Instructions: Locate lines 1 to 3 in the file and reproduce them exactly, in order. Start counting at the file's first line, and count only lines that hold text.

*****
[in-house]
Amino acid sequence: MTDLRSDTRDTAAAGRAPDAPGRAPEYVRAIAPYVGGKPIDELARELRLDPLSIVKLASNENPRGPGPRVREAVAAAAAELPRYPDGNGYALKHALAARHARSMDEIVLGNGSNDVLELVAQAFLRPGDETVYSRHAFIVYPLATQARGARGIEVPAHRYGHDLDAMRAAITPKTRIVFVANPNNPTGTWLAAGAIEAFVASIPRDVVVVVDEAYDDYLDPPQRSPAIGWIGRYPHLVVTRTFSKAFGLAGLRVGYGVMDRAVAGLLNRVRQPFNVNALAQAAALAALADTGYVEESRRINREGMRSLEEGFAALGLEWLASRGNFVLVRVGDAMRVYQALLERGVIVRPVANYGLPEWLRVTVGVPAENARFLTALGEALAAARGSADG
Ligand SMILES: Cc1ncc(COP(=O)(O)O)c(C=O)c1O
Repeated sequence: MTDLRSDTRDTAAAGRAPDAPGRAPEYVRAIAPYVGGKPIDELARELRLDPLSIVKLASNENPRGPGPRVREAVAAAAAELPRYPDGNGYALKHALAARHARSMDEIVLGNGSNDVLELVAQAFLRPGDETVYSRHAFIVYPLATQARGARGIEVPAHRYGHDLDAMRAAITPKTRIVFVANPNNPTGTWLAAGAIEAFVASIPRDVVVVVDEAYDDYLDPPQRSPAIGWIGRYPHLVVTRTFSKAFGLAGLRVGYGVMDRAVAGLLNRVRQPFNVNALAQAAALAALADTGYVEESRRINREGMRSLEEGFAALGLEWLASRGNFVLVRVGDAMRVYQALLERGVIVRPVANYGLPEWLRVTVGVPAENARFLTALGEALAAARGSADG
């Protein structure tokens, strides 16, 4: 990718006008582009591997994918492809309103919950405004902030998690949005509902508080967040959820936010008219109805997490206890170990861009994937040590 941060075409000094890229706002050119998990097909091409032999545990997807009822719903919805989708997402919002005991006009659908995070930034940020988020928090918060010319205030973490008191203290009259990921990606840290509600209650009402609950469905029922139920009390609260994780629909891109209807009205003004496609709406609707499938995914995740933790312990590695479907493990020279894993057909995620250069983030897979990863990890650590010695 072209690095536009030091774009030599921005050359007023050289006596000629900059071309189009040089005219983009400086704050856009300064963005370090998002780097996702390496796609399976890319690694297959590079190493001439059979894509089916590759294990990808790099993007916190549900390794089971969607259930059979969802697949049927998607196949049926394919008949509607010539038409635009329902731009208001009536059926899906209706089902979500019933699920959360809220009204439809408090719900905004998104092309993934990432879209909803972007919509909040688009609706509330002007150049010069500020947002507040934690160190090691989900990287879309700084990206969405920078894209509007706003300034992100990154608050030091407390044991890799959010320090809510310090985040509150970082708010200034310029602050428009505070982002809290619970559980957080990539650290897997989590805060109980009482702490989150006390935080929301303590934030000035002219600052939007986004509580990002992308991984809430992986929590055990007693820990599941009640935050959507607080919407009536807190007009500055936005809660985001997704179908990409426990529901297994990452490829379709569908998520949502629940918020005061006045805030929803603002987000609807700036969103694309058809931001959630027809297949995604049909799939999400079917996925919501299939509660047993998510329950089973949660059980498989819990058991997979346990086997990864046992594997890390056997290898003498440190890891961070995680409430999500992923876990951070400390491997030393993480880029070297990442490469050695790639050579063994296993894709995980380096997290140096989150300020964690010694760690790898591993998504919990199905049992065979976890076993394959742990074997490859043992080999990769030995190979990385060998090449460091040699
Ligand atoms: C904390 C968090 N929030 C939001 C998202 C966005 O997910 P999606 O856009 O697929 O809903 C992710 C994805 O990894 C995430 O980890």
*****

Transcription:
[in-house]
Amino acid sequence: MTDLRSDTRDTAAAGRAPDAPGRAPEYVRAIAPYVGGKPIDELARELRLDPLSIVKLASNENPRGPGPRVREAVAAAAAELPRYPDGNGYALKHALAARHARSMDEIVLGNGSNDVLELVAQAFLRPGDETVYSRHAFIVYPLATQARGARGIEVPAHRYGHDLDAMRAAITPKTRIVFVANPNNPTGTWLAAGAIEAFVASIPRDVVVVVDEAYDDYLDPPQRSPAIGWIGRYPHLVVTRTFSKAFGLAGLRVGYGVMDRAVAGLLNRVRQPFNVNALAQAAALAALADTGYVEESRRINREGMRSLEEGFAALGLEWLASRGNFVLVRVGDAMRVYQALLERGVIVRPVANYGLPEWLRVTVGVPAENARFLTALGEALAAARGSADG
Ligand SMILES: Cc1ncc(COP(=O)(O)O)c(C=O)c1O